A Guide to XML Import_ QuarkXTensions Software

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A Guide to XML Import_ QuarkXTensions Software

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XML Import software lets you do exactly that. Instead of creating the same column week after week, you can create it once, populate it with formatted placeholders, and then automatically import the list of books each week. Before you can understand how placeholders work, you need to understand how XML and DTDs work.

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  1. A Guide to XML Import QuarkXTensions Software
  2. Legal Notices ©2001 Quark Technology Partnership and Quark, Inc. as to the content and arrangement of this material. All rights reserved. ©1999–2001 Quark Technology Partnership, Quark, Inc., and their licensors as to the technology. All rights reserved. U.S. and foreign patents pending. Information in this document is subject to change without notice and does not represent a commitment on the part of Quark Technology Partnership or its licensee, Quark, Inc. Use of the Quark Products is subject to the terms of the end user license agreement or other applicable agreements for such product/service. In the event of a conflict between agreements and these provisions the relevant agreements shall control. Quark Products and materials are subject to the copyright and other intellectual property protection of the United States and foreign countries. Unauthorized use or reproduction without Quark’s written consent is prohibited. Quark, QuarkXPress, QuarkXTensions and QuarkXPress Passport are trademarks of Quark, Inc. and all applicable affiliated companies, Reg. U.S. Pat. & Tm. Off. and in many other countries. Avenue.quark and the Quark logo are trademarks of Quark, Inc. and all applicable affiliated companies. All other trademarks are the properties of their respective owners. A Guide to XML Import QuarkXTensions Software 2
  3. Table of Contents Table of Contents Introduction 4 Minimum System Requirements 4 Installation Instructions 4 Understanding Placeholders 4 The Placeholders Palette 12 Using Placeholders 15 Placing Content 19 Permanently Replacing Placeholders 22 Exporting Web Documents with Placeholders 22 Contacting Quark 23 A Guide to XML Import QuarkXTensions Software 3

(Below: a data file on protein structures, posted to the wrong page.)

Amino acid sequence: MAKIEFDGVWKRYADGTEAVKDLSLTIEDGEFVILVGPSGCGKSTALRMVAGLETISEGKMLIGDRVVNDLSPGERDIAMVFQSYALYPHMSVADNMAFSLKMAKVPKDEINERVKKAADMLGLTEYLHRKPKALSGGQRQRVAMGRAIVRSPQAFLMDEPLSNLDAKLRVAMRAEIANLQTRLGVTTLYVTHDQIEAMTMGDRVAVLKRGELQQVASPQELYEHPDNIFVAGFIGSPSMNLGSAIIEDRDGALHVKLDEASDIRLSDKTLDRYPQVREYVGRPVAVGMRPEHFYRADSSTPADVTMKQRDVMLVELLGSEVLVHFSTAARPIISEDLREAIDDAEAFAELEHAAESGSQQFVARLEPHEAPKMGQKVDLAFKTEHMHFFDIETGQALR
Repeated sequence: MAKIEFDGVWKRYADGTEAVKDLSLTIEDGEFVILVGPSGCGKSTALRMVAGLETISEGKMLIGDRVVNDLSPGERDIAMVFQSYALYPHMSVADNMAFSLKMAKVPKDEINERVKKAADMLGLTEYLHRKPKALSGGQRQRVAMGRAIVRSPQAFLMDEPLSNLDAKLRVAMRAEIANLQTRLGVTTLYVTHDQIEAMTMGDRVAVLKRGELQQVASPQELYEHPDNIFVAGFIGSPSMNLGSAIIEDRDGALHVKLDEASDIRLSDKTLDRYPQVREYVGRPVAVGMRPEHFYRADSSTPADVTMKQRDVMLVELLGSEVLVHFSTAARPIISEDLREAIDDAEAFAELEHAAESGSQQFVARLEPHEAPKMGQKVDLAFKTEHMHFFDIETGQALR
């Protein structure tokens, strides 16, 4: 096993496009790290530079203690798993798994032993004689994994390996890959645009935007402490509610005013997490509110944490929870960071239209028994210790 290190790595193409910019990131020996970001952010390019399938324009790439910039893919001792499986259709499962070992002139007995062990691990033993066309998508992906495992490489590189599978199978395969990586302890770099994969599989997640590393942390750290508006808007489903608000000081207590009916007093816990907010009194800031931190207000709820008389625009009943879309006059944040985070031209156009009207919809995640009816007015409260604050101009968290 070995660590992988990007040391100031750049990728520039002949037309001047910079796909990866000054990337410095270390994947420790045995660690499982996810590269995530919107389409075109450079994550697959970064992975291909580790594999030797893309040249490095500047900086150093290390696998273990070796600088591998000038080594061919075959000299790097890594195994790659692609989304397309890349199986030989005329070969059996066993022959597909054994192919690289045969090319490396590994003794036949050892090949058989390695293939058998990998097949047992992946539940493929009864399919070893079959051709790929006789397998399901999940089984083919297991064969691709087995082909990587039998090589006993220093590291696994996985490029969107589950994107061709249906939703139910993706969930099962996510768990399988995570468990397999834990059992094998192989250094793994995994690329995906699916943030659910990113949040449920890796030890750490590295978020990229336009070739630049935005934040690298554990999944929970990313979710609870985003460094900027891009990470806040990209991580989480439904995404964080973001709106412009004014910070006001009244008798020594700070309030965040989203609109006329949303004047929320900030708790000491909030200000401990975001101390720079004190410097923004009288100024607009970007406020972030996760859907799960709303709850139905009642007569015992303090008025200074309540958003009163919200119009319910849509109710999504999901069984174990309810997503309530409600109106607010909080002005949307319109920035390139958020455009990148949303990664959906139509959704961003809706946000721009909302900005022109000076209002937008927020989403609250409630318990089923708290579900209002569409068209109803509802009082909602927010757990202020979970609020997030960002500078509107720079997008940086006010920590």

4. Introduction INTRODUCTION XML Import QuarkXTensions™ software lets you place content from XML files in a QuarkXPress™ or QuarkXPress Passport™ document for print, HTML, or PDF output. MINIMUM SYSTEM REQUIREMENTS MAC OS AND WINDOWS QuarkXPress 4.1 or later I N S TA L L AT I O N I N S T R U C T I O N S To install XML Import QuarkXTensions software, follow these steps: FOR MAC OS 1 Quit QuarkXPress or QuarkXPress Passport. 2 Copy the “XML Import” file into the “XTension” folder within your QuarkXPress or QuarkXPress Passport application folder. 3 Launch QuarkXPress or QuarkXPress Passport to access the features of XML Import. FOR WINDOWS 1 Exit QuarkXPress or QuarkXPress Passport. 2 Copy the “XML Import.xnt” file into the “XTension” folder within your QuarkXPress or QuarkXPress Passport application folder. 3 Launch QuarkXPress or QuarkXPress Passport to access the features of XML Import. U N D E R S TA N D I N G P L A C E H O L D E R S Placeholders let you take content stored in XML format and automatically insert and format that content in a QuarkXPress document. This vastly simplifies the process of generating large quantities of QuarkXPress documents that use the same template. HOW PLACEHOLDERS WORK Let’s say you create a weekly newspaper in QuarkXPress, and the newspaper contains a weekly column listing the top fifty paperback books, including each book’s title, author name, and publisher name. Each week you receive this A Guide to XML Import QuarkXTensions Software 4
  5. Understanding Placeholders information by e-mail, and you copy and paste it into your magazine, format- ting each title, author name, and publisher name individually. Wouldn’t it be nice if you could automate this process? XML Import software lets you do exactly that. Instead of creating the same column week after week, you can create it once, populate it with formatted placeholders, and then automatically import the list of books each week. Before you can understand how placeholders work, you need to understand how XML and DTDs work. XML AND DTDS XML (Extensible Markup Language) is a way of labeling information and controlling its structure. LABELING INFORMATION XML lets you label (or “tag”) information by placing tags on either side of it. For example, a single book listing in XML might look something like this: Stars in the Sky Galileo Smith Copernicus Press Note that each part of the book’s description — the title, the author name, and the publisher name — is enclosed within a pair of bracketed . In effect, these tags say, “The information between these two points is of this type.” CONTROLLING STR UCTURE Note also that the title, author name, and publisher name are all enclosed between an opening tag and a closing tag. This is an example of how XML lets you control the structure of information. A DTD (document type definition) is a sort of blueprint that lets you specify the structure of an XML document. For our example, a “booklist” DTD might specify that each element must contain a element, an element, and a element, in that order. It might also define a element, which could contain a number of elements. A DTD is used as a guideline for creating a particular type of XML file. For example, the DTD described above could be used to create a number of XML files, each containing an appropriately tagged title, author name, and publisher name. To create DTDs, see A Guide to avenue.quark. A Guide to XML Import QuarkXTensions Software 5